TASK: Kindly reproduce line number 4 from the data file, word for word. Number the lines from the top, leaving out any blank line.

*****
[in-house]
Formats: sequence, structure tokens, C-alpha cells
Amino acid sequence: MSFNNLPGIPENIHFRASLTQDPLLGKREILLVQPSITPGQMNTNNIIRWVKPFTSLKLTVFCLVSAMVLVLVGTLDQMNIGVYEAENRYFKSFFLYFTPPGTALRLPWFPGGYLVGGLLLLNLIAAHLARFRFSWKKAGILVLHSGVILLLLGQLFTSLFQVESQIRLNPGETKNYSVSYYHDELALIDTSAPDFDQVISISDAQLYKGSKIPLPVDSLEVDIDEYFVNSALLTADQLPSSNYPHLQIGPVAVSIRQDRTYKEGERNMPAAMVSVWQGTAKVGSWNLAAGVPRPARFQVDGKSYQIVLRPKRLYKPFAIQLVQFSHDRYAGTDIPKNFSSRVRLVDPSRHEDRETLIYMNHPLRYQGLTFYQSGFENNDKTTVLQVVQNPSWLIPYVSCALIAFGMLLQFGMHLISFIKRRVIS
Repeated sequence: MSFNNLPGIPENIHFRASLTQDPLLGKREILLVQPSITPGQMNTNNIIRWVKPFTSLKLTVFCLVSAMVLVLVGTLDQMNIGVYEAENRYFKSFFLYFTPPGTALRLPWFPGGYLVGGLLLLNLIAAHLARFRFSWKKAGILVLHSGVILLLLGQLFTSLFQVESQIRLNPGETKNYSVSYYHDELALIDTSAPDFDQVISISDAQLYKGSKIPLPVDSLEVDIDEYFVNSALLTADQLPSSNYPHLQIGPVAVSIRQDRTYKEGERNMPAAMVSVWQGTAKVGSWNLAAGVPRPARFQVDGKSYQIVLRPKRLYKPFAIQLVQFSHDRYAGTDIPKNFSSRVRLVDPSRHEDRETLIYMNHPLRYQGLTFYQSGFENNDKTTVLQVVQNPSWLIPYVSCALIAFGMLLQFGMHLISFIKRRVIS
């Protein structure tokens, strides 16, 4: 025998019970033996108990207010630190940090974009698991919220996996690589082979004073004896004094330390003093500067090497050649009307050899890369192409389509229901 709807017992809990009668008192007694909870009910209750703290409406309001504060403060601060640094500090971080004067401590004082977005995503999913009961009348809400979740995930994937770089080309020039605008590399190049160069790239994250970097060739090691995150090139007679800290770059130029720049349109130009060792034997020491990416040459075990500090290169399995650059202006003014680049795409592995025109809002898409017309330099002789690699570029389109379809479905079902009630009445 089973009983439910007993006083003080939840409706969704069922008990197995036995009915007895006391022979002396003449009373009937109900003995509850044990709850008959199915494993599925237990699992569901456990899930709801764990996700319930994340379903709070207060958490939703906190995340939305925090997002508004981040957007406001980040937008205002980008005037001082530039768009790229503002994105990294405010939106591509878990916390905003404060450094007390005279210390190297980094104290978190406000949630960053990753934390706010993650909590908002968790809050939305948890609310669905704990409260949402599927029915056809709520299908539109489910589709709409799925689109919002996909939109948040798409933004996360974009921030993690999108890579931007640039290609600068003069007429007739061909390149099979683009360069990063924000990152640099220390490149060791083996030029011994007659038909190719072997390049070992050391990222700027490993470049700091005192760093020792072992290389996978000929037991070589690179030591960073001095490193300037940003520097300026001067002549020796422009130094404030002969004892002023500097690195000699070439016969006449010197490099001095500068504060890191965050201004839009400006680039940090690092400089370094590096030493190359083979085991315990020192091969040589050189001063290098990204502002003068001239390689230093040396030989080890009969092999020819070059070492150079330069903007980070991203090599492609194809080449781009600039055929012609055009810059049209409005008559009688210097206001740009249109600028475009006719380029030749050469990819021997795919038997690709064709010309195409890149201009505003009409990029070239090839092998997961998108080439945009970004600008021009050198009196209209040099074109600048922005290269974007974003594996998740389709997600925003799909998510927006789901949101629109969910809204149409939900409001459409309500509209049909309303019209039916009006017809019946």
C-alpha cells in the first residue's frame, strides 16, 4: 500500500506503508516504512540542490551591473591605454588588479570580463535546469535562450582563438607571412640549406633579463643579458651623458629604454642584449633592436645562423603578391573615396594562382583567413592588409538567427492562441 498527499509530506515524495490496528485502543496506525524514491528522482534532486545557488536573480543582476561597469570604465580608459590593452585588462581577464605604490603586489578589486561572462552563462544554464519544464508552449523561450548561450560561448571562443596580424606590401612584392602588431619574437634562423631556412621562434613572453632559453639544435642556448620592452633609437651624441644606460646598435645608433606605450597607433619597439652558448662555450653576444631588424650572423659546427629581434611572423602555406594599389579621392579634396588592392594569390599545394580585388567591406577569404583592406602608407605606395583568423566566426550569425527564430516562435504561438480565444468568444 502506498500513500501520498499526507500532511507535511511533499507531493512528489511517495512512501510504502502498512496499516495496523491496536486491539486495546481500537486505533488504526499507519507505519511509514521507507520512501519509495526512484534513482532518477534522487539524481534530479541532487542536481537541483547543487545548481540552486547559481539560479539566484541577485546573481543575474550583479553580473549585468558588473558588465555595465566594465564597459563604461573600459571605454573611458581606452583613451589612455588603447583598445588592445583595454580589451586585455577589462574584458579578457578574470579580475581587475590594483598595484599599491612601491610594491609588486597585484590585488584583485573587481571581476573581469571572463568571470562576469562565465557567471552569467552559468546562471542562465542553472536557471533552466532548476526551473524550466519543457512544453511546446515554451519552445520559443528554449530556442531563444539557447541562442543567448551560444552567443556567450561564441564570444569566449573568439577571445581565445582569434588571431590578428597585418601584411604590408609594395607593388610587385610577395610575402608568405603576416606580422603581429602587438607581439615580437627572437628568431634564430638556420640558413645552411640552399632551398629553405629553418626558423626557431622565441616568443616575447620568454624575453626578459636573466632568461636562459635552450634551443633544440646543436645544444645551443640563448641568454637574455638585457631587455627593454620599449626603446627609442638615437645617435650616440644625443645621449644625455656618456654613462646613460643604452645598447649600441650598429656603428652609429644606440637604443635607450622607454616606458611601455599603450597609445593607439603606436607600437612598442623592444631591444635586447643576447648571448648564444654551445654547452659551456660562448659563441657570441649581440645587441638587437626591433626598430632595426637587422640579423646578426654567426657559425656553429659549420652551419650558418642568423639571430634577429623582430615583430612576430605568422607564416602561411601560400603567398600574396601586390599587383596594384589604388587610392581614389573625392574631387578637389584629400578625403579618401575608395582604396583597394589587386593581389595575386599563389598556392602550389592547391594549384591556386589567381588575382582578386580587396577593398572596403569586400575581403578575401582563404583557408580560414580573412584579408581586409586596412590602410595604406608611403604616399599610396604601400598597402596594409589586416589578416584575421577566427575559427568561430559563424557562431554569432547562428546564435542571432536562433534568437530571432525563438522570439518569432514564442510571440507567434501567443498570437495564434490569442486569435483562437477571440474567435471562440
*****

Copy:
Repeated sequence: MSFNNLPGIPENIHFRASLTQDPLLGKREILLVQPSITPGQMNTNNIIRWVKPFTSLKLTVFCLVSAMVLVLVGTLDQMNIGVYEAENRYFKSFFLYFTPPGTALRLPWFPGGYLVGGLLLLNLIAAHLARFRFSWKKAGILVLHSGVILLLLGQLFTSLFQVESQIRLNPGETKNYSVSYYHDELALIDTSAPDFDQVISISDAQLYKGSKIPLPVDSLEVDIDEYFVNSALLTADQLPSSNYPHLQIGPVAVSIRQDRTYKEGERNMPAAMVSVWQGTAKVGSWNLAAGVPRPARFQVDGKSYQIVLRPKRLYKPFAIQLVQFSHDRYAGTDIPKNFSSRVRLVDPSRHEDRETLIYMNHPLRYQGLTFYQSGFENNDKTTVLQVVQNPSWLIPYVSCALIAFGMLLQFGMHLISFIKRRVIS